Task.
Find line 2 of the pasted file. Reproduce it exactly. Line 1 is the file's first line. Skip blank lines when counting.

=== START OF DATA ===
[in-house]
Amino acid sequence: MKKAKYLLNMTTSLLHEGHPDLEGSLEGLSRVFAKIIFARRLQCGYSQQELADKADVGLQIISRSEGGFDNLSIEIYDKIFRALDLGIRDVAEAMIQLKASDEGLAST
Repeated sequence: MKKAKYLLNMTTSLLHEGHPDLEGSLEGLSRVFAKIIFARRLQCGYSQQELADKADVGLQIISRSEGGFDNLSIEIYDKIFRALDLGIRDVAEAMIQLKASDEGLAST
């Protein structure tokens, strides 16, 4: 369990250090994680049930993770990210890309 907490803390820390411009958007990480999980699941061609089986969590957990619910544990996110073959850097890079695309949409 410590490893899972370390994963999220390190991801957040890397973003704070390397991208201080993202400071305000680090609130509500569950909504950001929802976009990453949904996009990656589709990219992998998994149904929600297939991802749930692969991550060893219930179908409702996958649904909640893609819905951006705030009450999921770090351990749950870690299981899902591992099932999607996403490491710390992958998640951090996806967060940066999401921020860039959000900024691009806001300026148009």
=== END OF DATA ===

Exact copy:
Amino acid sequence: MKKAKYLLNMTTSLLHEGHPDLEGSLEGLSRVFAKIIFARRLQCGYSQQELADKADVGLQIISRSEGGFDNLSIEIYDKIFRALDLGIRDVAEAMIQLKASDEGLAST